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I'm not sure what the best word to use here. By "pyramidizing", I mean:

[1,2,3,4].pyramidize  # => [1,1,1,1,2,2,2,3,3,4]
["a","b","c","d"].pyramidize  # => ["a","a","a","a","b","b","b","c","c","d"]

To represent visually, it could be thought of as:

[ 1,1,1,1,
   2,2,2,
    3,3,
     4    ]

Is there a way to do this that maximizes elegance? A most ruby-like way?

I came across the "need" to do this in a project of mine. After thinking about it, I gave up and decided to work around the problem in an ugly way. I was wondering if there was a pretty way to do this. So far, to do it directly, I've ended up making a separate array for each index and stretching out each array the appropriate length and combining them together. But I don't know how to do this so it looks pretty; my solution is pretty ugly.

Added code golf tag because any solution in one line would probably make my day, but it doesn't have to be.

It doesn't really matter if your solution makes the first index the "base" of the pyramid, or the last index, because I could just reverse the array before running it.

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1  
Oneliner != code-golf. See the info on the code-golf tag stackoverflow.com/tags/code-golf/info –  gnibbler Sep 15 '10 at 5:16
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6 Answers

up vote 3 down vote accepted

Requires the new iterator fanciness in Ruby 1.9.

class Array
  def pyramidize
    reverse.map.with_index do |object, index|
      [object] * (index + 1)
    end.flatten.reverse
  end
end

[1,2,3,4].pyramidize
 => [1, 1, 1, 1, 2, 2, 2, 3, 3, 4] 
["a","b","c","d"].pyramidize
 => ["a", "a", "a", "a", "b", "b", "b", "c", "c", "d"] 
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I didn't realize that was a 1.9 feature... :( I've been relying on Enumerable methods returning Enumerator objects in all of my recent code. –  guns Sep 15 '10 at 1:46
    
Reversing is redundant: flat_map.with_index{|o,i|[o]*(size-i)} –  Lars Haugseth Sep 15 '10 at 8:12
    
@Lars Totally true, and if I were optimizing for performance I'd certainly do that, but the mental model is clearer to me this way. –  PreciousBodilyFluids Sep 15 '10 at 8:47
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irb(main):001:0> [2,1,3,5].flat_map.with_index{|i,j|[i]*(j+1)}
=> [2, 1, 1, 3, 3, 3, 5, 5, 5, 5]
irb(main):002:0> [1,2,3,4].flat_map{|i|[i]*i}
=> [1, 2, 2, 3, 3, 3, 4, 4, 4, 4]
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What version of ruby should I be running so I can use #flat_map? –  Justin L. Sep 15 '10 at 1:25
    
1.9.2 or use map{...}.flatten instead –  Nakilon Sep 15 '10 at 1:50
    
...or require "backports" –  Marc-André Lafortune Sep 15 '10 at 3:45
    
Your solution has the element counts inverted (four times 4 instead of four times 1, etc.) –  Lars Haugseth Sep 15 '10 at 8:06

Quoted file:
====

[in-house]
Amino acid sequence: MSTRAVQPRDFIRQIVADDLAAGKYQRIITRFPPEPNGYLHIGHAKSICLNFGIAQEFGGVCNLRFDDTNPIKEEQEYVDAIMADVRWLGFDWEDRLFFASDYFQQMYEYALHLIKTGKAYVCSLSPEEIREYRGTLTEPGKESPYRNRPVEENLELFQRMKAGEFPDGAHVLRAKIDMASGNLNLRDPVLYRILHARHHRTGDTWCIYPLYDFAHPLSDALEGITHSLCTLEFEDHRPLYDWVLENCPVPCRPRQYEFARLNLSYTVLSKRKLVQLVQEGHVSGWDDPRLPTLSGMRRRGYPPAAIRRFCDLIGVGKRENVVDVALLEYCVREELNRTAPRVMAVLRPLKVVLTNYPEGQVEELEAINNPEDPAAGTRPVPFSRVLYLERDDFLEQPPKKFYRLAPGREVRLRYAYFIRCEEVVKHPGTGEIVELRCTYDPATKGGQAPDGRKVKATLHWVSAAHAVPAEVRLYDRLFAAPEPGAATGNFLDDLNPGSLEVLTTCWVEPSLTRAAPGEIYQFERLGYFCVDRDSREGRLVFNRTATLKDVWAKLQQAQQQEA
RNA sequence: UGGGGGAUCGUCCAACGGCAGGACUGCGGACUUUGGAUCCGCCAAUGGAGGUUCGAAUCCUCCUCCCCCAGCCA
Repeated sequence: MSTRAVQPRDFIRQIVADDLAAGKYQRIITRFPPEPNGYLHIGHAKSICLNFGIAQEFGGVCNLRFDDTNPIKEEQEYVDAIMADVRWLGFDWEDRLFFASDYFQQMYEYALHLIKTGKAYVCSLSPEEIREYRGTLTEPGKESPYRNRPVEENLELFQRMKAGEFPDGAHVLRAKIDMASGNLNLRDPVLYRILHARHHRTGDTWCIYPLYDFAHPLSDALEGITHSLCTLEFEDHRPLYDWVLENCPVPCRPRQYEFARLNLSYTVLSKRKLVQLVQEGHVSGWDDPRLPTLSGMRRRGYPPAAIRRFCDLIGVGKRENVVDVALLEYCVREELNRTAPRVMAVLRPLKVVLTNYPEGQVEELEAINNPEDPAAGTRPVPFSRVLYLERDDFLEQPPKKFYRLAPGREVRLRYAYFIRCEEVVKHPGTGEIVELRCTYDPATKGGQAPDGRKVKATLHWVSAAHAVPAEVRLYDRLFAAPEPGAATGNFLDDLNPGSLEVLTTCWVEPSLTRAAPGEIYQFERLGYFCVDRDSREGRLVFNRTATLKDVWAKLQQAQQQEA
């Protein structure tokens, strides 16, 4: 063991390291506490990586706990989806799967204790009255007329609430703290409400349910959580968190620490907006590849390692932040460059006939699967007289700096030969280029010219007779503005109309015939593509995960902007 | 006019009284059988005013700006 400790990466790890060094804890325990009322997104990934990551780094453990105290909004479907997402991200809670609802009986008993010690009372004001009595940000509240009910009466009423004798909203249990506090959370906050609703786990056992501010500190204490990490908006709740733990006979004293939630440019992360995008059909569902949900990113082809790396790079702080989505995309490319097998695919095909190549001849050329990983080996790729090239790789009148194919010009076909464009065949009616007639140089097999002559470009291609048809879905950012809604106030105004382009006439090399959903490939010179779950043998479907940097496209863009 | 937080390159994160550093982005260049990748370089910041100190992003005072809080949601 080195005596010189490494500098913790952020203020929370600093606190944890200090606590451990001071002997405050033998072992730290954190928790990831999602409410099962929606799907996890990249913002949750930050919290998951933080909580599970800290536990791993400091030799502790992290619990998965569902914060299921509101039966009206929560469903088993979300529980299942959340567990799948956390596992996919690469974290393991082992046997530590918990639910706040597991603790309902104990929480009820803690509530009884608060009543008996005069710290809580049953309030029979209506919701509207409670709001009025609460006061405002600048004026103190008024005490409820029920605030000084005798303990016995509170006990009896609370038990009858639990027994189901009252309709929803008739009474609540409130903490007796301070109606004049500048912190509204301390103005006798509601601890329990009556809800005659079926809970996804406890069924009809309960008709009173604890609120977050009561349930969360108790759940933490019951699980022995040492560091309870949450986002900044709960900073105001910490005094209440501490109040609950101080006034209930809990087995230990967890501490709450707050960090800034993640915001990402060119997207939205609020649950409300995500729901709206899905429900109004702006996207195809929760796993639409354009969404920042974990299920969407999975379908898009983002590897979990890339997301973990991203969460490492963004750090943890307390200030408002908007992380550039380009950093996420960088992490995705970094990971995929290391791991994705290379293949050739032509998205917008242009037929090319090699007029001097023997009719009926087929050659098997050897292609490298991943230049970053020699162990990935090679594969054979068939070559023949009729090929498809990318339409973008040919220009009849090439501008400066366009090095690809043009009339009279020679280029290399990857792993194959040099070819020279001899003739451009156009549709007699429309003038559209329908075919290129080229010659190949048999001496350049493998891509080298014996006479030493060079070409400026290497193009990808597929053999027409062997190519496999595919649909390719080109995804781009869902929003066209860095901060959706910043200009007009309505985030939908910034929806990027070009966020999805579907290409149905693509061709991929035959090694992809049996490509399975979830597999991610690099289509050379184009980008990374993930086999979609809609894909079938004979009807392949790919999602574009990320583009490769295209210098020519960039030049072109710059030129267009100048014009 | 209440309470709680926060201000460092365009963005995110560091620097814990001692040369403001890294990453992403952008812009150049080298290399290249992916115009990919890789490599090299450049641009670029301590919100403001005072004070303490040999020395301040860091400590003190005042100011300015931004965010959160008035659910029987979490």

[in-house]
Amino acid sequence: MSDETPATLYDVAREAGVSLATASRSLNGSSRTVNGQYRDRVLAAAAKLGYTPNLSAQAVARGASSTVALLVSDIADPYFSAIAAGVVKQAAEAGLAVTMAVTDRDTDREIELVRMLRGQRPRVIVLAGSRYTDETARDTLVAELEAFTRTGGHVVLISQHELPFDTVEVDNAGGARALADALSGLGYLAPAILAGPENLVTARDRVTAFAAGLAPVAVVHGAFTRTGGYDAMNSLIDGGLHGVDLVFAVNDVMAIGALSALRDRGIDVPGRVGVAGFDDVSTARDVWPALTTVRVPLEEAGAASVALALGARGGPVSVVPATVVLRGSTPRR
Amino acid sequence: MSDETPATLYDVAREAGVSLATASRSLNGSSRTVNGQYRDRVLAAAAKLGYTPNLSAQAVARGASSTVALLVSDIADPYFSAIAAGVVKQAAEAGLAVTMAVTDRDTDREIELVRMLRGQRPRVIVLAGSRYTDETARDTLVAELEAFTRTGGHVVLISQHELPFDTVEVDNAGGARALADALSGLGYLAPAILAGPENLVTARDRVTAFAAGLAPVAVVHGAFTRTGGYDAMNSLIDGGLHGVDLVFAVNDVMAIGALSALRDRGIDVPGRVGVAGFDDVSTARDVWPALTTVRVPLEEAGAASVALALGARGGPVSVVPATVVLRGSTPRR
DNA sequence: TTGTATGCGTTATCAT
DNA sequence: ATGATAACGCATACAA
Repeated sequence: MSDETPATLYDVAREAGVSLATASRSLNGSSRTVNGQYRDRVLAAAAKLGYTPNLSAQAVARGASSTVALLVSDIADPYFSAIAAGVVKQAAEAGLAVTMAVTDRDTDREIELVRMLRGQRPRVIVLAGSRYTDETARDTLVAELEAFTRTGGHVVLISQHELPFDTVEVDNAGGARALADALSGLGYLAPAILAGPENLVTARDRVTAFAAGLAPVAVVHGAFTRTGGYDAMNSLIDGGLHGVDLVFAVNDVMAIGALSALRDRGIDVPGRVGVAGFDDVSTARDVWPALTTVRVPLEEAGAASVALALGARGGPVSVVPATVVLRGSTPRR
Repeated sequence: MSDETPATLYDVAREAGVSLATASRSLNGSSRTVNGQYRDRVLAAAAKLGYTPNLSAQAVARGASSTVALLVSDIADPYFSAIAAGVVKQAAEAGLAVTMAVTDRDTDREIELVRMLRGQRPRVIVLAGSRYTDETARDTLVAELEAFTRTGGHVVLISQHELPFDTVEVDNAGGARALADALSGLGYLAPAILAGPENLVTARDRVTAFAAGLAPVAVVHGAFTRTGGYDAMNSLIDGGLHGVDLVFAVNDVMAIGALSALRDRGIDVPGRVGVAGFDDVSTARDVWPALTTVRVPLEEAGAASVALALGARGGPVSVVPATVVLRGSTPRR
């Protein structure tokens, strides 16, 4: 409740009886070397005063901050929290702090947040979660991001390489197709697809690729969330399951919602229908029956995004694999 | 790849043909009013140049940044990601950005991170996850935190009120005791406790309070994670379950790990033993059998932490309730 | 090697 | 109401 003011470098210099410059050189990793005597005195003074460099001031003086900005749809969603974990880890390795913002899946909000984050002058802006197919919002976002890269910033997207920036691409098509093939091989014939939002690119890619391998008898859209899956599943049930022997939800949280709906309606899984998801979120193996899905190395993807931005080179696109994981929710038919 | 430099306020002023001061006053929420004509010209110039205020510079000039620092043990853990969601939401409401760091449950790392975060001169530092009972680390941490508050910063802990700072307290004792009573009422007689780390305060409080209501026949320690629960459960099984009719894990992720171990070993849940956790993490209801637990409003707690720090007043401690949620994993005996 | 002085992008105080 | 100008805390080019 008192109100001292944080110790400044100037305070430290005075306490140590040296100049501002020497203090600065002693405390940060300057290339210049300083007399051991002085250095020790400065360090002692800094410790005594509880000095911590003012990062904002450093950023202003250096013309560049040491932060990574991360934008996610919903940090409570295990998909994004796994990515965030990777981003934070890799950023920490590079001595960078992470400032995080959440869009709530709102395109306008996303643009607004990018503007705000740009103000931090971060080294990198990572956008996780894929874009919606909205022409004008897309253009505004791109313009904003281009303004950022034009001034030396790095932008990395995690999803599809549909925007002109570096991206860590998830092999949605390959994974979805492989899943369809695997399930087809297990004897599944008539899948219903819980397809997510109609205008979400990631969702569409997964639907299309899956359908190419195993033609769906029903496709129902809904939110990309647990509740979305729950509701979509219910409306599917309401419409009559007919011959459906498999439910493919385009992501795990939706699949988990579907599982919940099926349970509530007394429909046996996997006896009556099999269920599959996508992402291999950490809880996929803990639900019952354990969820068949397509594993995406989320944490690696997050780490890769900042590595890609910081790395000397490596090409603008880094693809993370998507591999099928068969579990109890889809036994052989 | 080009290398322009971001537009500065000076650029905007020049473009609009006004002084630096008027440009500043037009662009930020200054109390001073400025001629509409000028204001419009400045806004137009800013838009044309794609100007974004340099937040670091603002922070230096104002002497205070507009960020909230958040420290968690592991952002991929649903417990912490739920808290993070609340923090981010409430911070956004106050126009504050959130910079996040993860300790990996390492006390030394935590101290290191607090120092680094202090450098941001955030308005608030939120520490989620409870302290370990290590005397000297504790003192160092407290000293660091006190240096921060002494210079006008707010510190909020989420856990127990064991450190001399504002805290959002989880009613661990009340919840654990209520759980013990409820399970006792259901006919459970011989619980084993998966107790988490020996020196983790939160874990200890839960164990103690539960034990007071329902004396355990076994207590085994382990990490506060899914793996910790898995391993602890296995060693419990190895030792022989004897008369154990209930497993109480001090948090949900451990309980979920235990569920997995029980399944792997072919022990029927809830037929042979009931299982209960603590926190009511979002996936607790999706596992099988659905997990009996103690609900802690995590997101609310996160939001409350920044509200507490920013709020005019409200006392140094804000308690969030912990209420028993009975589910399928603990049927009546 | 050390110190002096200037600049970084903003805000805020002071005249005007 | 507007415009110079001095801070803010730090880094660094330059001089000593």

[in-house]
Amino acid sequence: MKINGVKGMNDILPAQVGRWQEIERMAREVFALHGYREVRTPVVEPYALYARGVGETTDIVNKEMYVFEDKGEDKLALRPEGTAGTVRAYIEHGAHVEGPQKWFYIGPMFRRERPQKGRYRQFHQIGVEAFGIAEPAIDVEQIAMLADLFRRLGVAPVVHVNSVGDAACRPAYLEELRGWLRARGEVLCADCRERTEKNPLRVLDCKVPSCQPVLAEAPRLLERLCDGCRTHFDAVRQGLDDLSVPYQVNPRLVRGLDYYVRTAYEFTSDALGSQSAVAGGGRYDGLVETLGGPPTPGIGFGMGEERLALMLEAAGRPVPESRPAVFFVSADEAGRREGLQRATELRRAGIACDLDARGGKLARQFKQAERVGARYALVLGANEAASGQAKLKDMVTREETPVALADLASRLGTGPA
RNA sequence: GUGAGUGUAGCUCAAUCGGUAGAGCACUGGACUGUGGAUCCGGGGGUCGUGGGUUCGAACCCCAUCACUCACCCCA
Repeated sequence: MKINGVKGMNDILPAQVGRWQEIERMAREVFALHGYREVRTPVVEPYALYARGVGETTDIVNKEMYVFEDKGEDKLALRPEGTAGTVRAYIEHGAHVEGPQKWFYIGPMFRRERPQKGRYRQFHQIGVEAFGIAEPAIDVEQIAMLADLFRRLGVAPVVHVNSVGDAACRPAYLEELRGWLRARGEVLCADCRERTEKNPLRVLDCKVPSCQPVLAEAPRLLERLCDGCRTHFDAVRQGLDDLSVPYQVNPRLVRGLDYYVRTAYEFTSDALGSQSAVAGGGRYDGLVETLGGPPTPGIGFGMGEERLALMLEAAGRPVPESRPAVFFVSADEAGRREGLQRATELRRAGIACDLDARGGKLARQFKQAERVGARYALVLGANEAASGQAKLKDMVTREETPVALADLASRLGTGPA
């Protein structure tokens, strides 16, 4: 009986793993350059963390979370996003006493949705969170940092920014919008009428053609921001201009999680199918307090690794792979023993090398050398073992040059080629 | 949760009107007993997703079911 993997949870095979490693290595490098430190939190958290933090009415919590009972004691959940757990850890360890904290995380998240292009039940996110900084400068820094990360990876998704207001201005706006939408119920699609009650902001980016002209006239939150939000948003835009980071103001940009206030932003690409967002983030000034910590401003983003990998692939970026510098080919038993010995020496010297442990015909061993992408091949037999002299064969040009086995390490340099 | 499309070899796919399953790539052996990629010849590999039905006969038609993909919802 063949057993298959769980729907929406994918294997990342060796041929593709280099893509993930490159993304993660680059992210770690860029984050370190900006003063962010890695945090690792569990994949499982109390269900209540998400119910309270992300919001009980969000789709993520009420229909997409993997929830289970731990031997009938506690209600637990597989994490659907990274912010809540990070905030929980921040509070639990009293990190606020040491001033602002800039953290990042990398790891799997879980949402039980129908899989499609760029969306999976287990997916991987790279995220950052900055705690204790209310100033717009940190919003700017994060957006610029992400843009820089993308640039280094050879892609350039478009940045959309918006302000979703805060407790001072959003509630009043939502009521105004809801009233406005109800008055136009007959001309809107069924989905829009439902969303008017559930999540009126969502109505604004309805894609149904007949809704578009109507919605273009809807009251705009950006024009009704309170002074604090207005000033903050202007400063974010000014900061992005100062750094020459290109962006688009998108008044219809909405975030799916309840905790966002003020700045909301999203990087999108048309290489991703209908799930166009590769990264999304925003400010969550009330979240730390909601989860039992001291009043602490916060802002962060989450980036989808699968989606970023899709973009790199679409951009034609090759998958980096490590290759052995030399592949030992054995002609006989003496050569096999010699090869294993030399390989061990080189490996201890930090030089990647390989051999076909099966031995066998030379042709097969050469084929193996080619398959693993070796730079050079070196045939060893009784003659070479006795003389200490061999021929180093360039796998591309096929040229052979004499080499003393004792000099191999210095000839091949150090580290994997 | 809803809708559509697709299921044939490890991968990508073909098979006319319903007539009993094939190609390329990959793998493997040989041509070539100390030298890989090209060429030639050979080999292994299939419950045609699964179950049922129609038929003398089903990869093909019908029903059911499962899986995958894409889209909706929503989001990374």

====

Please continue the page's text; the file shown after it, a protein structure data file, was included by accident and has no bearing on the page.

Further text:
Lars Haugseth, author mentioned, that use reverse is not a problem. –  Nakilon Sep 15 '10 at 12:51
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I'm not sure if you want to use the value of the list or the index to determine how much the list should repeat, but a simple solution in python that can probably transfer to ruby easily:

>>> import operator
>>> input = range(6)
>>> reduce(operator.add, [[i]*idx for idx, i in enumerate(input)])
[1, 2, 2, 3, 3, 3, 4, 4, 4, 4, 5, 5, 5, 5, 5]

Update

Oh and to invert the counts:

>>> import operator
>>> input = range(1, 6)
>>> reduce(operator.add, [[i]*(max(input) - idx) for idx, i in enumerate(input)])
[1, 1, 1, 1, 1, 2, 2, 2, 2, 3, 3, 3, 4, 4, 5]

And of course you reversed the list in one of your examples:

>>> import operator
>>> input = range(1, 6)
>>> reduce(operator.add, [[i]*(max(input) - idx) for idx, i in enumerate(input)])[::-1]
[     5,
     4, 4, 
   3, 3, 3,
  2, 2, 2, 2,
 1, 1, 1, 1, 1]
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I'm sorry, I was unclear. The value of the index does not determine the number of repeats, but the index itself. –  Justin L. Sep 15 '10 at 1:19
    
fixed by using enumerate() :) –  Mike Axiak Sep 15 '10 at 1:48
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FWIW, this is a mathy way of doing it:

>>> A = [1, 2, 3, 4]
>>> [ A[int((sqrt(8*k+1)-1) / 2)] for k in range(len(A)*(len(A)+1) / 2) ]
[1, 2, 2, 3, 3, 3, 4, 4, 4, 4]

Admittedly, the use of sqrt is pretty ugly.

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Thanks for the math formula though; it'll come in handy –  Justin L. Sep 15 '10 at 6:10
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Haskell:

pyramidize x = zipWith replicate [length x..1] x

Shortend:

p x=zipWith replicate [length x..1] x

(37 chars)

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Here is another way to do it in Python

>>> A=[1,2,3,4]
>>> [y for i,x in enumerate(A) for y in [x]*(len(A)-i)]
[1, 1, 1, 1, 2, 2, 2, 3, 3, 4]

But it's nicer not to create all those temporary lists

>>> from itertools import repeat
>>> [y for i,x in enumerate(A) for y in repeat(x, len(A)-i)]
[1, 1, 1, 1, 2, 2, 2, 3, 3, 4]
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